Chlorphenamine should be used with caution by:
- The elderly
- People with epilepsy
- People with severe heart failure
- People with decreased liver function
- People with glaucoma (increased pressure in the eye)
- People with difficulty passing urine
- Males with an enlarged prostate gland (prostatic hypertrophy)
- People with obstructive disease of the stomach or intestine
- People with bronchietasis (a lung condition with widening of the airways)
- People with asthma or bronchitis
- People with an overactive thyroid gland (hyperthyroidism)
- People with severe high blood pressure (hypertension)
- People with porphyria (rare blood disease)
- People with diabetes mellitus (for use of syrup form only)
- People taking alcohol or medicines which have an effect on breathing rate and sleepiness including sleeping pills and some drugs used to treat mental health problems.
- People taking medicines which have an anticholinergic effect such as some used to treat Parkinson's disease or urinary problems
- People taking phenytoin (for epilepsy)
It should not be used by:
- People who are allergic to chlorphenamine, or any of the ingredients in the medicine
- People who are allergic to anti-histamines
- People with severe liver disease
- People taking monoamine oxidase inhibitors (MAOIs) or are within two weeks of stopping (used to treat mental health problems, e.g. phenelzine, isocarboxazid)
- Children under one year of age (syrup)
- Children under six years of age (tablets)
- Neonates (injection)
- People with rare hereditary problems of galactose intolerance, the Lapp lactase deficiency or glucose-galactose malabsorption (for certain tablets only, please consult your doctor or pharmacist for more details)
- People with rare hereditary problems of fructose intolerance (for use of syrup form only)
Also see list of precautions and interactions
Do not store above 25°C. Store in a dry place in the original carton to protect from light.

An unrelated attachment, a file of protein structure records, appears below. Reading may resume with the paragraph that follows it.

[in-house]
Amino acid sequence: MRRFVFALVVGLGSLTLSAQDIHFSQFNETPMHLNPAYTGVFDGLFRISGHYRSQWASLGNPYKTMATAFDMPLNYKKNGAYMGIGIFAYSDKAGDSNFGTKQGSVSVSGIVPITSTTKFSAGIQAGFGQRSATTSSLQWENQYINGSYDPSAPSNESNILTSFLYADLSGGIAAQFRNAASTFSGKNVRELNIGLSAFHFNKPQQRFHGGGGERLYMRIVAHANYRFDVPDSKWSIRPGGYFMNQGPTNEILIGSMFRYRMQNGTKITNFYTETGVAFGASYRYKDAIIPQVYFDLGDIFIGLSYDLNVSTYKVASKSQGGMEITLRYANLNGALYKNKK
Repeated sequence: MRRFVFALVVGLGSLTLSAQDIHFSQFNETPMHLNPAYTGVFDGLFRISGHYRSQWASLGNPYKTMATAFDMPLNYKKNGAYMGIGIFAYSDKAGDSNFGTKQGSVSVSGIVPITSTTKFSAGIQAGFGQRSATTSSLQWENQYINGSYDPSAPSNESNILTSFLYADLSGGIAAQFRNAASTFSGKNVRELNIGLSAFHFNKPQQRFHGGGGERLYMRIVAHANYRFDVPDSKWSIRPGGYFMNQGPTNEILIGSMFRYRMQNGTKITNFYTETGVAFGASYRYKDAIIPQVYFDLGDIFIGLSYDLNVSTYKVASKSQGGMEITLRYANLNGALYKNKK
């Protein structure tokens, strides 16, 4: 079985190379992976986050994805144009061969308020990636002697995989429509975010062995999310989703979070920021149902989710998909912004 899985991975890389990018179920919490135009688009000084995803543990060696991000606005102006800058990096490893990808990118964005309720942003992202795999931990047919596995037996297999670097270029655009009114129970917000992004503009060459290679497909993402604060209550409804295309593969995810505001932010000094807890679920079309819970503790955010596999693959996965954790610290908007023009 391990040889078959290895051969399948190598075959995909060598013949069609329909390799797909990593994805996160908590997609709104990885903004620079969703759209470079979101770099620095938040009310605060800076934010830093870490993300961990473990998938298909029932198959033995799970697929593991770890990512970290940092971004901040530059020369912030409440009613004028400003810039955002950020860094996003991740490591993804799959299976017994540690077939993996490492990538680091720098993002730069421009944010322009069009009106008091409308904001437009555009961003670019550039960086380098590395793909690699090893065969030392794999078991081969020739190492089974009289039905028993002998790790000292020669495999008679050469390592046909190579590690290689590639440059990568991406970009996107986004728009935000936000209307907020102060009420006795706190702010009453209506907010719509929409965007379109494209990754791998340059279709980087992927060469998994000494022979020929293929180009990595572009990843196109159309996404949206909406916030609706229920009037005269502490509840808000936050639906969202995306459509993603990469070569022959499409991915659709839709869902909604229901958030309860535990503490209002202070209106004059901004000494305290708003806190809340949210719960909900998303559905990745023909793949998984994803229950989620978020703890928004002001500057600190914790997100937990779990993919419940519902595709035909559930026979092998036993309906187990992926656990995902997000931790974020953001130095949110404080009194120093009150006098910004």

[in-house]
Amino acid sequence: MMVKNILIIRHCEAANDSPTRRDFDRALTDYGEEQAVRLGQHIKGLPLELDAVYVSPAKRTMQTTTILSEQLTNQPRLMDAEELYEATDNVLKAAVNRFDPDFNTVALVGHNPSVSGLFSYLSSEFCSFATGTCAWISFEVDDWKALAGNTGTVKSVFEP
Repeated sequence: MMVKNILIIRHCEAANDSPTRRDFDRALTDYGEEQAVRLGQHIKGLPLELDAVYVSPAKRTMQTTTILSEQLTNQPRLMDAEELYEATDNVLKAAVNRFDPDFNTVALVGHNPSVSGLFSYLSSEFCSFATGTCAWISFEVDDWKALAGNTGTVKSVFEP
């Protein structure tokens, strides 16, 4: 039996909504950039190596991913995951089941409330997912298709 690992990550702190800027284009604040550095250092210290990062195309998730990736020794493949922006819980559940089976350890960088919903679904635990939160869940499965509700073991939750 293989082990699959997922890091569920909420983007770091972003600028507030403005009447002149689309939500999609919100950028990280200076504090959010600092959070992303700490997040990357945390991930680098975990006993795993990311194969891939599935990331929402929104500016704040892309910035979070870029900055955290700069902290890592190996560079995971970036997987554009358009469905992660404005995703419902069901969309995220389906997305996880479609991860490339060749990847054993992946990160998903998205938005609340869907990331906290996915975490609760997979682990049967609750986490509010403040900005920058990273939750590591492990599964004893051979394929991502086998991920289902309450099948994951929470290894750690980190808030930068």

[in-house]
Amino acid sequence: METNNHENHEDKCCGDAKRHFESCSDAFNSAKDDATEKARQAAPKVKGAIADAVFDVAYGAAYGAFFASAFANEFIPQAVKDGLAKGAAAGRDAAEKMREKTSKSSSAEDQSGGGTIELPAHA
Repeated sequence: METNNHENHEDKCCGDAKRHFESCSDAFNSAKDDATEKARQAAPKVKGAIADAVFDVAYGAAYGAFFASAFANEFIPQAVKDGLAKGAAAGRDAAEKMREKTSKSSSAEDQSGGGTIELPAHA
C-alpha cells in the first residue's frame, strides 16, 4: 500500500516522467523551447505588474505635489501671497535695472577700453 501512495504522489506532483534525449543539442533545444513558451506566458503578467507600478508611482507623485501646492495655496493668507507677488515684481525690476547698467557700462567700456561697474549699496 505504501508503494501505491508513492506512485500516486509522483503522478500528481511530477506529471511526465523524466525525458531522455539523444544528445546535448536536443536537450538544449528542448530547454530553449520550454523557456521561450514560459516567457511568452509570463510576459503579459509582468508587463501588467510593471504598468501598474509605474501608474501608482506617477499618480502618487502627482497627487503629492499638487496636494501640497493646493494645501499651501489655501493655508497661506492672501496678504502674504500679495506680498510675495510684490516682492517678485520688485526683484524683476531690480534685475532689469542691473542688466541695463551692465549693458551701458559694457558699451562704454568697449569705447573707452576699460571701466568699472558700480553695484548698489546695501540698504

What is it used for?
- Chlorphenamine is used to treat allergies.
- It is a sedating antihistamine.
- It is used to relieve symptoms of allergic reactions.
- In general this drug is used to treat a variety of allergic conditions, and the symptoms that arise from them, such as hayfever and insect bites. Hayfever is a condition with inflammation of the nose arising from an allergy to pollen. This leads to cold-like symptoms, such as sneezing, itchiness and a blocked or runny nose. Urticaria is a skin condition, often known as hives or nettle rash. The symptoms of urticaria include a red, itchy rash. Chlorphenamine is also used to treat vasomotor rhinitis which has similar symptoms to hayfever and arises from oversensitive blood vessels in the nose. This medicine is given by injection when fast control of allergic symptoms is needed.
- Benefits of being on this drug can include relief from the symptoms of the allergic reactions.
Listed below are the typical uses of chlorphenamine.
- Vasomotor rhinitis
- Angioneurotic oedema (swelling of the eyes, lips, tongue or throat)
- Food allergy
- Allergic drug and serum reactions
- Allergic reactions to Insect bites and stings
- Desensitisation reactions (hospital tests to lower your allergic response to an specific allergen, such as a specific pollen or food-injection only)
- Severe pruritis (itch)
- Itch associated with chickenpox
On occasion your doctor may prescribe this medicine to treat a condition not on the above list.
HOW TO USE/TAKE
This medication can be taken in tablet form, syrup form or as an injection.
How often do I take it?
- Tablet or syrup form: take this medication orally, usually every four to six hours, with or without food.
Injection form: this medication will be given to you by a doctor or nurse by either the intravenous (into a vein), intramuscular (into a muscle) or subcutaneous (beneath the skin) route.